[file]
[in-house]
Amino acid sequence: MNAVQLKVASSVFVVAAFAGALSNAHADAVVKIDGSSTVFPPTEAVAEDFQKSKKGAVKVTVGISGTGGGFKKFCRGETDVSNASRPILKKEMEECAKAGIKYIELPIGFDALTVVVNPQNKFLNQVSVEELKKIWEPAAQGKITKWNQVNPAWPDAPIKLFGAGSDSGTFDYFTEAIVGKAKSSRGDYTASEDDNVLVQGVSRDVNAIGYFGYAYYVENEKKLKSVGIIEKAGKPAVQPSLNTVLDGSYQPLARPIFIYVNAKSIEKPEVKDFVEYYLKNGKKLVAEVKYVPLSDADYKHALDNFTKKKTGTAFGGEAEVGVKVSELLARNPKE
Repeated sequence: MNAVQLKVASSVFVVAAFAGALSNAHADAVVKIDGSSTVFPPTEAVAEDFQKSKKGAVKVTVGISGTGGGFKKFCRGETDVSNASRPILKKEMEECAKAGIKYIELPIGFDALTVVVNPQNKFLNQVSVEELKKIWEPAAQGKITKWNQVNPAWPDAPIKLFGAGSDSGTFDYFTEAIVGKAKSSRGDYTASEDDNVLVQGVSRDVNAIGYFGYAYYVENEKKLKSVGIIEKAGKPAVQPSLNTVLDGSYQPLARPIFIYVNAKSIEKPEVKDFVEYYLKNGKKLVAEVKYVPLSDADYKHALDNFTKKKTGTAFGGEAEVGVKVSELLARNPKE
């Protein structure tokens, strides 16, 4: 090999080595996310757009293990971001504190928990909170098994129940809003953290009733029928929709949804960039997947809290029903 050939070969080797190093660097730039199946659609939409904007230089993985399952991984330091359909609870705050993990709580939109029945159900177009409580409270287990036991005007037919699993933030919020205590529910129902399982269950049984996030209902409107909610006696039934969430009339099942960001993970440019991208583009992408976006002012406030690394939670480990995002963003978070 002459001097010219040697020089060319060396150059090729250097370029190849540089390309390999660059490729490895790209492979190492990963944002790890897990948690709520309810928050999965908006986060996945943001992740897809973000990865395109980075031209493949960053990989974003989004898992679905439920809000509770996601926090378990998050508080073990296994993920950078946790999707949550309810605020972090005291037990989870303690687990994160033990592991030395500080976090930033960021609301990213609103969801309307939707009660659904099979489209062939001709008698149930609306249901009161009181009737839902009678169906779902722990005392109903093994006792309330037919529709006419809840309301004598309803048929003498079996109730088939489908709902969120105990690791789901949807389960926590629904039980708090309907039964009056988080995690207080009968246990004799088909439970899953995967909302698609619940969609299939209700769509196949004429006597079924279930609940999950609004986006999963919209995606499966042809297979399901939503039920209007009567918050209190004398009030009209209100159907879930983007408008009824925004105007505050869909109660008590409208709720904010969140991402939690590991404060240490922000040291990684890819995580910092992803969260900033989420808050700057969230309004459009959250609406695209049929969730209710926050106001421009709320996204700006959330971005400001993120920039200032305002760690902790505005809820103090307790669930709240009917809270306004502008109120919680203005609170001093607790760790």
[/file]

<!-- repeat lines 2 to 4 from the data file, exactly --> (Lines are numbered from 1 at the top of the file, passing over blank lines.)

Amino acid sequence: MNAVQLKVASSVFVVAAFAGALSNAHADAVVKIDGSSTVFPPTEAVAEDFQKSKKGAVKVTVGISGTGGGFKKFCRGETDVSNASRPILKKEMEECAKAGIKYIELPIGFDALTVVVNPQNKFLNQVSVEELKKIWEPAAQGKITKWNQVNPAWPDAPIKLFGAGSDSGTFDYFTEAIVGKAKSSRGDYTASEDDNVLVQGVSRDVNAIGYFGYAYYVENEKKLKSVGIIEKAGKPAVQPSLNTVLDGSYQPLARPIFIYVNAKSIEKPEVKDFVEYYLKNGKKLVAEVKYVPLSDADYKHALDNFTKKKTGTAFGGEAEVGVKVSELLARNPKE
Repeated sequence: MNAVQLKVASSVFVVAAFAGALSNAHADAVVKIDGSSTVFPPTEAVAEDFQKSKKGAVKVTVGISGTGGGFKKFCRGETDVSNASRPILKKEMEECAKAGIKYIELPIGFDALTVVVNPQNKFLNQVSVEELKKIWEPAAQGKITKWNQVNPAWPDAPIKLFGAGSDSGTFDYFTEAIVGKAKSSRGDYTASEDDNVLVQGVSRDVNAIGYFGYAYYVENEKKLKSVGIIEKAGKPAVQPSLNTVLDGSYQPLARPIFIYVNAKSIEKPEVKDFVEYYLKNGKKLVAEVKYVPLSDADYKHALDNFTKKKTGTAFGGEAEVGVKVSELLARNPKE
């Protein structure tokens, strides 16, 4: 090999080595996310757009293990971001504190928990909170098994129940809003953290009733029928929709949804960039997947809290029903 050939070969080797190093660097730039199946659609939409904007230089993985399952991984330091359909609870705050993990709580939109029945159900177009409580409270287990036991005007037919699993933030919020205590529910129902399982269950049984996030209902409107909610006696039934969430009339099942960001993970440019991208583009992408976006002012406030690394939670480990995002963003978070 002459001097010219040697020089060319060396150059090729250097370029190849540089390309390999660059490729490895790209492979190492990963944002790890897990948690709520309810928050999965908006986060996945943001992740897809973000990865395109980075031209493949960053990989974003989004898992679905439920809000509770996601926090378990998050508080073990296994993920950078946790999707949550309810605020972090005291037990989870303690687990994160033990592991030395500080976090930033960021609301990213609103969801309307939707009660659904099979489209062939001709008698149930609306249901009161009181009737839902009678169906779902722990005392109903093994006792309330037919529709006419809840309301004598309803048929003498079996109730088939489908709902969120105990690791789901949807389960926590629904039980708090309907039964009056988080995690207080009968246990004799088909439970899953995967909302698609619940969609299939209700769509196949004429006597079924279930609940999950609004986006999963919209995606499966042809297979399901939503039920209007009567918050209190004398009030009209209100159907879930983007408008009824925004105007505050869909109660008590409208709720904010969140991402939690590991404060240490922000040291990684890819995580910092992803969260900033989420808050700057969230309004459009959250609406695209049929969730209710926050106001421009709320996204700006959330971005400001993120920039200032305002760690902790505005809820103090307790669930709240009917809270306004502008109120919680203005609170001093607790760790």